Widespread protests have failed to halt the Kremlin’s march towards internet censorship and population control, and Russian President Vladimir Putin has now signed into law a set of bills that render both “fake news” and online “disrespect” of the state criminal.
It was only on March 7 that the Russian State Duma, the country’s lower house of parliament, passed the two bills, which then required approval in the upper house before going to the President.
While tens of thousands of protesters took to the streets across Russian cities after the Duma passed the two laws, the breakneck speed with which these laws were approved and signed by the president gave protesters no time to organize on a mass level.
The package of harsh restrictions is called the “digital sovereignty bill”, which requires all Russian telecoms companies to reroute internet traffic through the state telecom regulator, Roskomnadzor.
So, as of today, Russians find themselves living under a modern-day digital “iron curtain”.
According to The Moscow Times, the bills make it criminal for news outlets or individual users to spread “fake news”—determined by the authorities—or face fines of around $23,000 for repeat offenses.
Even more ominous is the fine and prison sentence for insulting state symbols and authorities, for which repeat offenders will pay around $4,500 and spend 15 days in jail.
In the face of expectedly harsh criticism, the Kremlin insists that the new laws are nothing beyond the war on fake news and other digital forms of bullying that governments across Europe are waging. But this is decidedly different, whatever spin the Kremlin wishes to put on it.
Europe’s “war” has been about protecting privacy—not about suppressing dissent and controlling the population. The EU’s tough General Data Protection Regulation (GDPR) push focuses on providing consumers with greater control over how their personal data is collected and used. Related: Homeowners Experiment With Risky New Investment Trend
The Western world is also trying censor hate speech that incites violence against groups of people. That doesn’t include “disrespecting” the state or its authorities, a time-honored tradition of democracy.
Speaking to NPR, Matthew Rojansky, director of the Wilson Center's Kennan Institute, said: "The idea that there should be a Russian internet is very convenient for those whose main goal is control, and that's where you come back to the siloviki, the security apparatus of Russia, including the legacy organizations of the KGB which were uncomfortable to begin with, with the idea that Russians were fully connected to a global information space that was in their view a tool of the United States," Rojansky said.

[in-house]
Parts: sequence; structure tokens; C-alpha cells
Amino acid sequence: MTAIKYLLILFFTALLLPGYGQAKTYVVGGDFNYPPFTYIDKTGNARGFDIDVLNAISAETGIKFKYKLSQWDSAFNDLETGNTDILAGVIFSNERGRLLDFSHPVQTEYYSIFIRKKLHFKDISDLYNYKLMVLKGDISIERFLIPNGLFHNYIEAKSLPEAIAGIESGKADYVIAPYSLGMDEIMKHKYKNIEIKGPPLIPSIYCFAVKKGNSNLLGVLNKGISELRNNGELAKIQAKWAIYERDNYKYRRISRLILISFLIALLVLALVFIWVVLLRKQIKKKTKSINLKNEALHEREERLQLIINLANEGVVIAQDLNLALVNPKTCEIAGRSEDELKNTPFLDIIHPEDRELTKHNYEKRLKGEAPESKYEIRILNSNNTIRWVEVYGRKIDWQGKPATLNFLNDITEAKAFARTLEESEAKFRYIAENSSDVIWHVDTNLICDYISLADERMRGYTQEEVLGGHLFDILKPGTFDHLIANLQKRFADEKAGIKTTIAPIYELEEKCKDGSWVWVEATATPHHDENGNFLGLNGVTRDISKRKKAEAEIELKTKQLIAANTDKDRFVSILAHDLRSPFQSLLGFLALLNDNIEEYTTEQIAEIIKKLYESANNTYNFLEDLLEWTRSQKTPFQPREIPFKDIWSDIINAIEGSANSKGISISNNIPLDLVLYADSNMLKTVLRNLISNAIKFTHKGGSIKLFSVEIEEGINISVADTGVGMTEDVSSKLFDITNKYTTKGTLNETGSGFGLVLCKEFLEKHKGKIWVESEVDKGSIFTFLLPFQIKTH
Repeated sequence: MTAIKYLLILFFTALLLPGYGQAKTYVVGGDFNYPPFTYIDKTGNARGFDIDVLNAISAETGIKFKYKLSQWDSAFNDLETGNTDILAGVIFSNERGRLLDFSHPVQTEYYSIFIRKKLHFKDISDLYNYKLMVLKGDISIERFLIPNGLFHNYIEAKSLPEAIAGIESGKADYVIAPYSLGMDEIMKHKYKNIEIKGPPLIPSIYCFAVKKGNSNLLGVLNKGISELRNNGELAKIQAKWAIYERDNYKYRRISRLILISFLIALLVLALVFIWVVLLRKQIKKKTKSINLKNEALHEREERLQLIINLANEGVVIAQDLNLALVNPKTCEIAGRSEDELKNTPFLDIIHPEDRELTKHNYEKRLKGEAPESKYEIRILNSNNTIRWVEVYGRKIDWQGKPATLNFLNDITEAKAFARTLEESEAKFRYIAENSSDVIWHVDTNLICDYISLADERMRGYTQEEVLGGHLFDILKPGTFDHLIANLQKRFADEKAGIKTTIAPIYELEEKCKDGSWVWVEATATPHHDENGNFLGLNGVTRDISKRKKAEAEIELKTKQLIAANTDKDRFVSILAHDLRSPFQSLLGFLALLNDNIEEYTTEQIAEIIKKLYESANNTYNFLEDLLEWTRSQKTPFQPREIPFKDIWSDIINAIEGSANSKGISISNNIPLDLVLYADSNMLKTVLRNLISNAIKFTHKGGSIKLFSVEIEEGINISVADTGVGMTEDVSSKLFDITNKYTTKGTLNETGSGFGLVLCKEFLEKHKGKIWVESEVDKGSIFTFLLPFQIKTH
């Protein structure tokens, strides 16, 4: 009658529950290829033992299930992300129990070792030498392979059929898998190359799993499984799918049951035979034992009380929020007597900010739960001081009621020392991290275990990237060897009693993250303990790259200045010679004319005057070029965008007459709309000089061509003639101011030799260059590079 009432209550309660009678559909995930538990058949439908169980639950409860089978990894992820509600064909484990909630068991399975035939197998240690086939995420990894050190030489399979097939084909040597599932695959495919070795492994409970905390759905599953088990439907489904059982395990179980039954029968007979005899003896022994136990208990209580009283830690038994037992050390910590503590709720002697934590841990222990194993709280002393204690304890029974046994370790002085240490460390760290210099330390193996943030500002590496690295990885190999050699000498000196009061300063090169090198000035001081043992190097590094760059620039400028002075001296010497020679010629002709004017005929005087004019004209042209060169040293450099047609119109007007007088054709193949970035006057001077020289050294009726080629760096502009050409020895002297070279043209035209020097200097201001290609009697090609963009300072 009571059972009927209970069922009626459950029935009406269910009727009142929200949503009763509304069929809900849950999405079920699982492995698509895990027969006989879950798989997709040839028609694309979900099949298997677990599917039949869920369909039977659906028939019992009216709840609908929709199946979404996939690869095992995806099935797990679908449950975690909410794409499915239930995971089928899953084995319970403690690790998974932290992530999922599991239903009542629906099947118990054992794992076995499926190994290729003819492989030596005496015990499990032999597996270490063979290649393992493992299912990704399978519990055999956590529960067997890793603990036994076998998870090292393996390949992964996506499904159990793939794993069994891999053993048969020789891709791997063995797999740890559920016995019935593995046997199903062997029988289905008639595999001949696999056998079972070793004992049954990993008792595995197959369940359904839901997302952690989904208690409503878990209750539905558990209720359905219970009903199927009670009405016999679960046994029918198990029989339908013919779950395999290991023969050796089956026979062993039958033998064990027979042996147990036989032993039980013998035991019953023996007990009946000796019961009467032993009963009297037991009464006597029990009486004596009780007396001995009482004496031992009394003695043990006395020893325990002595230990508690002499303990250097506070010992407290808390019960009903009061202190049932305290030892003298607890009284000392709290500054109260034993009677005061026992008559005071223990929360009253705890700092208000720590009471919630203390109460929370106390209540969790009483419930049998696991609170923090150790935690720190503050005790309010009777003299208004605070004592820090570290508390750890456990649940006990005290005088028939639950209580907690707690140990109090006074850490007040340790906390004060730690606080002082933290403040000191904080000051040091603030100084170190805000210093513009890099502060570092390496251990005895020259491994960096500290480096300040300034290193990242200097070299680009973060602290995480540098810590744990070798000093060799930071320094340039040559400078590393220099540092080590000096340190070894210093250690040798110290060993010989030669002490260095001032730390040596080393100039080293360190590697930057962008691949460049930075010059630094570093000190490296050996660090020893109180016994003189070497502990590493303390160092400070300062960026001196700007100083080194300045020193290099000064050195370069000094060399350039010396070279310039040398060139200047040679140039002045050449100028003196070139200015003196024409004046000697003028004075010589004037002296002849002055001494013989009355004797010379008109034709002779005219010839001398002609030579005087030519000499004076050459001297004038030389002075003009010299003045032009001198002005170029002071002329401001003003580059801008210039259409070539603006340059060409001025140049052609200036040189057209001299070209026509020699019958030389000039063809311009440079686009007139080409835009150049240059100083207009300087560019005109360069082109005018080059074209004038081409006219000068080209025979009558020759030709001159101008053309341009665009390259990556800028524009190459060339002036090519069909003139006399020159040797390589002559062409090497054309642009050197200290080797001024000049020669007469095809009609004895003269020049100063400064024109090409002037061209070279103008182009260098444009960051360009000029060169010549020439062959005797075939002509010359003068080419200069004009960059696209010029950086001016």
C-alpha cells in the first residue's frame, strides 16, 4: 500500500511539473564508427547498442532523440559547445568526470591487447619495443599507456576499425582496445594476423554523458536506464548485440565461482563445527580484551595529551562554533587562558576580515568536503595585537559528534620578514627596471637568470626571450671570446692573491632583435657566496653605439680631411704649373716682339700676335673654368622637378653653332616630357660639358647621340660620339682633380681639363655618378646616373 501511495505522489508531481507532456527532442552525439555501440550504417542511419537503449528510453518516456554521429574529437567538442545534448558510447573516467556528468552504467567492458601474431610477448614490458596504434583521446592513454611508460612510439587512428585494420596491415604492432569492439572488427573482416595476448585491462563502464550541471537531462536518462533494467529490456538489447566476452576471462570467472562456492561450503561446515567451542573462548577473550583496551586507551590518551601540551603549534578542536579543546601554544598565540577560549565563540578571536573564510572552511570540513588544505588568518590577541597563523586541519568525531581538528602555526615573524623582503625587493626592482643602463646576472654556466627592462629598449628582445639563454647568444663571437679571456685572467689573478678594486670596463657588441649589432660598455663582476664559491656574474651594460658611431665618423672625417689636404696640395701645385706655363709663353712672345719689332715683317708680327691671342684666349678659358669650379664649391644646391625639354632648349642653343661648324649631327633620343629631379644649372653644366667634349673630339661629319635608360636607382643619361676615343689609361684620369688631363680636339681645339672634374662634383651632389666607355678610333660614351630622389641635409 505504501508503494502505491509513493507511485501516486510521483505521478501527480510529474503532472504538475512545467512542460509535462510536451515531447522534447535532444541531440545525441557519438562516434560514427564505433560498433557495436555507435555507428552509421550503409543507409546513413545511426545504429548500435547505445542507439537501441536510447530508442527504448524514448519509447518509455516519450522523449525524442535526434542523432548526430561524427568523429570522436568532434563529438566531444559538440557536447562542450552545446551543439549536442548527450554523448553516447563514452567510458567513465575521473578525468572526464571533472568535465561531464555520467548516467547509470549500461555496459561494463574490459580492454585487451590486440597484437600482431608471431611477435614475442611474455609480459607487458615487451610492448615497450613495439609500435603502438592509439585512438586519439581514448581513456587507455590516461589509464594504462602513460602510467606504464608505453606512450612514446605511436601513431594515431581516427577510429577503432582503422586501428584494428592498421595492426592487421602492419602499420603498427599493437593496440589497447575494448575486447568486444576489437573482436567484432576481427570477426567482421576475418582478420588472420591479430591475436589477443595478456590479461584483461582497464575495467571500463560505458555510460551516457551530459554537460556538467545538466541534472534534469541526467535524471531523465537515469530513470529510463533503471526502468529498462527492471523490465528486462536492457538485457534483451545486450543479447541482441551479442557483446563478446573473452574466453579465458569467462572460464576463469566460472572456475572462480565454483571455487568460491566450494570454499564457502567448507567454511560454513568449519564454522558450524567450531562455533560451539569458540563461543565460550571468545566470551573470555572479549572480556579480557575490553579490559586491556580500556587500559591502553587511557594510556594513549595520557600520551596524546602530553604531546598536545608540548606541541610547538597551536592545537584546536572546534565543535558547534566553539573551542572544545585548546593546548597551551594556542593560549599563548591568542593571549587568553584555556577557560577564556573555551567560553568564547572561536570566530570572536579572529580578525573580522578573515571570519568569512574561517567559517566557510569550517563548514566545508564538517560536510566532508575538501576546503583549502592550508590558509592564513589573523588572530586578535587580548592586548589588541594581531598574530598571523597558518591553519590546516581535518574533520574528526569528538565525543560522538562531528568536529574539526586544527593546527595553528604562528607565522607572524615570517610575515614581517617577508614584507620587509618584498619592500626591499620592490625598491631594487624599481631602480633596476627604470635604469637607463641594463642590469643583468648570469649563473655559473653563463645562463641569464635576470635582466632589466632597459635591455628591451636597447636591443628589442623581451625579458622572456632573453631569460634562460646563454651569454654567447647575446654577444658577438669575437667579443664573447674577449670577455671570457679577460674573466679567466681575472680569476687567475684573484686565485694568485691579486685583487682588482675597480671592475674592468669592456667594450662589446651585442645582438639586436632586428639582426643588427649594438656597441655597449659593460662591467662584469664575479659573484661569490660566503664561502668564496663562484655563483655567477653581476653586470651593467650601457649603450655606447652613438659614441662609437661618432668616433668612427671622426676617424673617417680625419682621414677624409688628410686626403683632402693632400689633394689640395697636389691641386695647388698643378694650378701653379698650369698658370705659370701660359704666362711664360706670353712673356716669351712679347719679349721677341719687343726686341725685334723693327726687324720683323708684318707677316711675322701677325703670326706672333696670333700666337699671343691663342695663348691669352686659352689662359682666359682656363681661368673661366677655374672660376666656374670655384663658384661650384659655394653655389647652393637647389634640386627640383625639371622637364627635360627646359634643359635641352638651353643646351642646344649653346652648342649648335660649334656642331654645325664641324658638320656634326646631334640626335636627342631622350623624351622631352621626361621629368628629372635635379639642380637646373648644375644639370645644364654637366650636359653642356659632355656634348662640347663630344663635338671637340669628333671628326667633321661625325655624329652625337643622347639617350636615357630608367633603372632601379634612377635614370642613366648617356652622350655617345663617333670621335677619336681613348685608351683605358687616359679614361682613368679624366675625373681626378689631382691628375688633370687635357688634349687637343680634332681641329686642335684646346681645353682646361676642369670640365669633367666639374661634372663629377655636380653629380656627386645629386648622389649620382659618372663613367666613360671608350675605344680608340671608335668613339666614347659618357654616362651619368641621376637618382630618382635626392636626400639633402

The new laws are in sharp contrast to Russia’s own spreading of fake news and its use of such tools to manipulate 2016 U.S. presidential elections.
It also makes one thing very clear: The internet in Russia is a tool of the government, not a right of the people.
Take the Russian troll factories, for example. As PRI reports, a Russian journalist recently went undercover in a troll factory, recounting a massive, well-organized operation and concluding that the fight against trolls is impossible to win.
Divided into departments categorized as “news division”, “social media seekers” and “demotivators” who produce visual memes, the operation boasted hundreds of young Russians working in rotating shifts.
And this operation was headed by a local restauranteur who has been sanctioned by the U.S. for interfering in elections in 2016.
The Russian journalist is Lyudmila Savchuk, and she was among the first to uncover Russia’s disinformation campaign in 2014.
The iron curtain has been drawn, and while Russian protesters like to compare it to North Korea, China is an equally viable example. Consider Beijing’s new, state-controlled “fake news” killer, a platform called ‘Piyao’ and its even more sinister ‘Social Media Credit Score” system, which uses big data and AI algorithms to decide who is an upstanding citizen and to punish those who aren’t.
China may be big brother, but Russia is big daddy.
Make no mistake, the new cold war is digital, and the new iron curtain boldly separates those with access to information and those without.
By Charles Benavidez for conil.me